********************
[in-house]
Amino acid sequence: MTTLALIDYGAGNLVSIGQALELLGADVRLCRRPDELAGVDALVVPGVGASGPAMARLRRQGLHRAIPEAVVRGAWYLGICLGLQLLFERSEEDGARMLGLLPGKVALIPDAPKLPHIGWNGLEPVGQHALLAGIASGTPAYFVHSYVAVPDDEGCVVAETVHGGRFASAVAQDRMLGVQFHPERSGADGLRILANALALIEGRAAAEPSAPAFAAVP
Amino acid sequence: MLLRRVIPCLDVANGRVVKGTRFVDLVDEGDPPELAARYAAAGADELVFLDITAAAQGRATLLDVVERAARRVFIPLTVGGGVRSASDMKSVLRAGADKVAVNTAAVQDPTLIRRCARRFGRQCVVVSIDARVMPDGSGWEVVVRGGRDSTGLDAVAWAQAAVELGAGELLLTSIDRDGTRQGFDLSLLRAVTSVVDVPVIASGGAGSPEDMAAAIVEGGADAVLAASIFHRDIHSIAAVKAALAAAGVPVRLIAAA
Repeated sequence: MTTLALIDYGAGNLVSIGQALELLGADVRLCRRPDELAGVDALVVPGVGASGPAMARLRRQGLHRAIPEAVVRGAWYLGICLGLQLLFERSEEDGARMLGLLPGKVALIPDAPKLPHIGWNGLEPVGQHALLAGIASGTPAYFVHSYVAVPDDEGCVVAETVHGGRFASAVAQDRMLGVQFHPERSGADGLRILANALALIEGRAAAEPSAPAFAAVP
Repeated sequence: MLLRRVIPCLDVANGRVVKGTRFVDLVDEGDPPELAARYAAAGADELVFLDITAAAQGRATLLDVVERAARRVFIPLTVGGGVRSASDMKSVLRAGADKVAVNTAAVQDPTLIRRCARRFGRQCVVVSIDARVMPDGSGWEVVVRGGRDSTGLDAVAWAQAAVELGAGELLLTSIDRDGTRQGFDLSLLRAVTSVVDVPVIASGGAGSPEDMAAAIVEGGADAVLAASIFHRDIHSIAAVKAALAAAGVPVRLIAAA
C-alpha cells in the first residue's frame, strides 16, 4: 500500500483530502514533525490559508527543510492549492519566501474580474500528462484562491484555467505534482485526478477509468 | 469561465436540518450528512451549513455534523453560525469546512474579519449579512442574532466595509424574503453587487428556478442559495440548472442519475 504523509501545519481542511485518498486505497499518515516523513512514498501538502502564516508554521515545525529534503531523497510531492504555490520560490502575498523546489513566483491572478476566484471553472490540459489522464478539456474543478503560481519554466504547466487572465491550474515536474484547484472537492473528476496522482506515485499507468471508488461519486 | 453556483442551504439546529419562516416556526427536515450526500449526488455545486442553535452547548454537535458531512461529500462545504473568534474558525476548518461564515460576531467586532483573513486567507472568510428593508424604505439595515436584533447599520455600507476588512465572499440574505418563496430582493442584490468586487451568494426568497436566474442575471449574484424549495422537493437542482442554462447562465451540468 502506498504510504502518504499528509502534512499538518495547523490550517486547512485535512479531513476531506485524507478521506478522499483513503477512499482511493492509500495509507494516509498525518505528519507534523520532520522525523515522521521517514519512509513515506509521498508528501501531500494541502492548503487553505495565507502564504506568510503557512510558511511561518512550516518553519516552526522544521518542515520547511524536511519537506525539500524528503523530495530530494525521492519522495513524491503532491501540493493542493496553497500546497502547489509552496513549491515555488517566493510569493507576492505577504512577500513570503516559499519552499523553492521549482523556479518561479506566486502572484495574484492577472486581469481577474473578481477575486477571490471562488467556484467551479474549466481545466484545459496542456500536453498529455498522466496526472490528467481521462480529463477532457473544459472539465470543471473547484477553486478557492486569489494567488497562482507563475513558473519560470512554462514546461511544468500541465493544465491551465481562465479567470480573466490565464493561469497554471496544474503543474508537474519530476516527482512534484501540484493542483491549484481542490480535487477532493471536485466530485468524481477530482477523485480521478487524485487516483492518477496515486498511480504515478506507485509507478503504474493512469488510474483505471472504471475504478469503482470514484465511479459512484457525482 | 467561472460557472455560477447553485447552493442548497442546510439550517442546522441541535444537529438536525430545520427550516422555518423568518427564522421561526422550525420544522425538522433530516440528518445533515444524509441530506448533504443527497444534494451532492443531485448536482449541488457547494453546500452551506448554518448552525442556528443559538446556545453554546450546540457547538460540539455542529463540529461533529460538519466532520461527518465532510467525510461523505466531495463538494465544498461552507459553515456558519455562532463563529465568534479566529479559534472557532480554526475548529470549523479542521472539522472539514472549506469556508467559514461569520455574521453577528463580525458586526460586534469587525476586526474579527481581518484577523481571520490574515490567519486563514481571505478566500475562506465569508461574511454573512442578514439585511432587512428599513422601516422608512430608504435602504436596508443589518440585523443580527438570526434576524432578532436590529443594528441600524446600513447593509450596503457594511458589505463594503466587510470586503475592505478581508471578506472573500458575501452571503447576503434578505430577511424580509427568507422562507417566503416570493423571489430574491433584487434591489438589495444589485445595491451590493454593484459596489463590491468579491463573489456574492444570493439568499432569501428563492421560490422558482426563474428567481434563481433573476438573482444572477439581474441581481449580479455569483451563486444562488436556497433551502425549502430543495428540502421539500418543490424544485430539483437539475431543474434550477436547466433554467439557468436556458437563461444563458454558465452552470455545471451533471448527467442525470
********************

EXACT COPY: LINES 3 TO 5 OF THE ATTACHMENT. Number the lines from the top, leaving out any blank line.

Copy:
Amino acid sequence: MLLRRVIPCLDVANGRVVKGTRFVDLVDEGDPPELAARYAAAGADELVFLDITAAAQGRATLLDVVERAARRVFIPLTVGGGVRSASDMKSVLRAGADKVAVNTAAVQDPTLIRRCARRFGRQCVVVSIDARVMPDGSGWEVVVRGGRDSTGLDAVAWAQAAVELGAGELLLTSIDRDGTRQGFDLSLLRAVTSVVDVPVIASGGAGSPEDMAAAIVEGGADAVLAASIFHRDIHSIAAVKAALAAAGVPVRLIAAA
Repeated sequence: MTTLALIDYGAGNLVSIGQALELLGADVRLCRRPDELAGVDALVVPGVGASGPAMARLRRQGLHRAIPEAVVRGAWYLGICLGLQLLFERSEEDGARMLGLLPGKVALIPDAPKLPHIGWNGLEPVGQHALLAGIASGTPAYFVHSYVAVPDDEGCVVAETVHGGRFASAVAQDRMLGVQFHPERSGADGLRILANALALIEGRAAAEPSAPAFAAVP
Repeated sequence: MLLRRVIPCLDVANGRVVKGTRFVDLVDEGDPPELAARYAAAGADELVFLDITAAAQGRATLLDVVERAARRVFIPLTVGGGVRSASDMKSVLRAGADKVAVNTAAVQDPTLIRRCARRFGRQCVVVSIDARVMPDGSGWEVVVRGGRDSTGLDAVAWAQAAVELGAGELLLTSIDRDGTRQGFDLSLLRAVTSVVDVPVIASGGAGSPEDMAAAIVEGGADAVLAASIFHRDIHSIAAVKAALAAAGVPVRLIAAA